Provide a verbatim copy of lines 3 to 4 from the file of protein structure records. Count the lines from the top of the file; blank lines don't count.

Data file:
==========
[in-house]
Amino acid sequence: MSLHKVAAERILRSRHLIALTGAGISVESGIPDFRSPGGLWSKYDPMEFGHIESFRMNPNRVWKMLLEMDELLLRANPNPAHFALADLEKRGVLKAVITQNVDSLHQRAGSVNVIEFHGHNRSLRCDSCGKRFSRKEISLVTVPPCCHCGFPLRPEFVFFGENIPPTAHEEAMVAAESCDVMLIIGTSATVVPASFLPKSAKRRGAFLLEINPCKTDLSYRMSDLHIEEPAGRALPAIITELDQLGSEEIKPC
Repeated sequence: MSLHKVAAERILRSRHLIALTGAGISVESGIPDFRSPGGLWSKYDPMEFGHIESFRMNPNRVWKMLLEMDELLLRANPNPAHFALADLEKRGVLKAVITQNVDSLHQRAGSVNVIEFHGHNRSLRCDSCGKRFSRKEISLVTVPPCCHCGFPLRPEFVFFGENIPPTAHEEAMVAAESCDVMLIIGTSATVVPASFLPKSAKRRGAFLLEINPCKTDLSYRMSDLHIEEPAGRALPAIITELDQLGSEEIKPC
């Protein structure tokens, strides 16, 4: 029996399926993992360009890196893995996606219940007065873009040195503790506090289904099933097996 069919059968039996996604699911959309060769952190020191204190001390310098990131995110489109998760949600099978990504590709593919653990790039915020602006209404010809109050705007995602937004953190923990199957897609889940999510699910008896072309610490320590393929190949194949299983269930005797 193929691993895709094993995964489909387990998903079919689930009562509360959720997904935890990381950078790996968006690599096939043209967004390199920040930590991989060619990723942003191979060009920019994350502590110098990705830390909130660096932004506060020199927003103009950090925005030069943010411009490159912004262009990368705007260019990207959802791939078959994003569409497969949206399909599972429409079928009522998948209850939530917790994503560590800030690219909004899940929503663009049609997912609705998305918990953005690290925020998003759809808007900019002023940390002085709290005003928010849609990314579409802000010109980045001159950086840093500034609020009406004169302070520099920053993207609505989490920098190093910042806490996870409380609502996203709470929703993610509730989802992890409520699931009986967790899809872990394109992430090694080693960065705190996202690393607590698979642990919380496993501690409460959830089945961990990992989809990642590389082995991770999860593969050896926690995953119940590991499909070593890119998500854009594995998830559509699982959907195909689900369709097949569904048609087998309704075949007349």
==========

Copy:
Repeated sequence: MSLHKVAAERILRSRHLIALTGAGISVESGIPDFRSPGGLWSKYDPMEFGHIESFRMNPNRVWKMLLEMDELLLRANPNPAHFALADLEKRGVLKAVITQNVDSLHQRAGSVNVIEFHGHNRSLRCDSCGKRFSRKEISLVTVPPCCHCGFPLRPEFVFFGENIPPTAHEEAMVAAESCDVMLIIGTSATVVPASFLPKSAKRRGAFLLEINPCKTDLSYRMSDLHIEEPAGRALPAIITELDQLGSEEIKPC
């Protein structure tokens, strides 16, 4: 029996399926993992360009890196893995996606219940007065873009040195503790506090289904099933097996 069919059968039996996604699911959309060769952190020191204190001390310098990131995110489109998760949600099978990504590709593919653990790039915020602006209404010809109050705007995602937004953190923990199957897609889940999510699910008896072309610490320590393929190949194949299983269930005797 193929691993895709094993995964489909387990998903079919689930009562509360959720997904935890990381950078790996968006690599096939043209967004390199920040930590991989060619990723942003191979060009920019994350502590110098990705830390909130660096932004506060020199927003103009950090925005030069943010411009490159912004262009990368705007260019990207959802791939078959994003569409497969949206399909599972429409079928009522998948209850939530917790994503560590800030690219909004899940929503663009049609997912609705998305918990953005690290925020998003759809808007900019002023940390002085709290005003928010849609990314579409802000010109980045001159950086840093500034609020009406004169302070520099920053993207609505989490920098190093910042806490996870409380609502996203709470929703993610509730989802992890409520699931009986967790899809872990394109992430090694080693960065705190996202690393607590698979642990919380496993501690409460959830089945961990990992989809990642590389082995991770999860593969050896926690995953119940590991499909070593890119998500854009594995998830559509699982959907195909689900369709097949569904048609087998309704075949007349």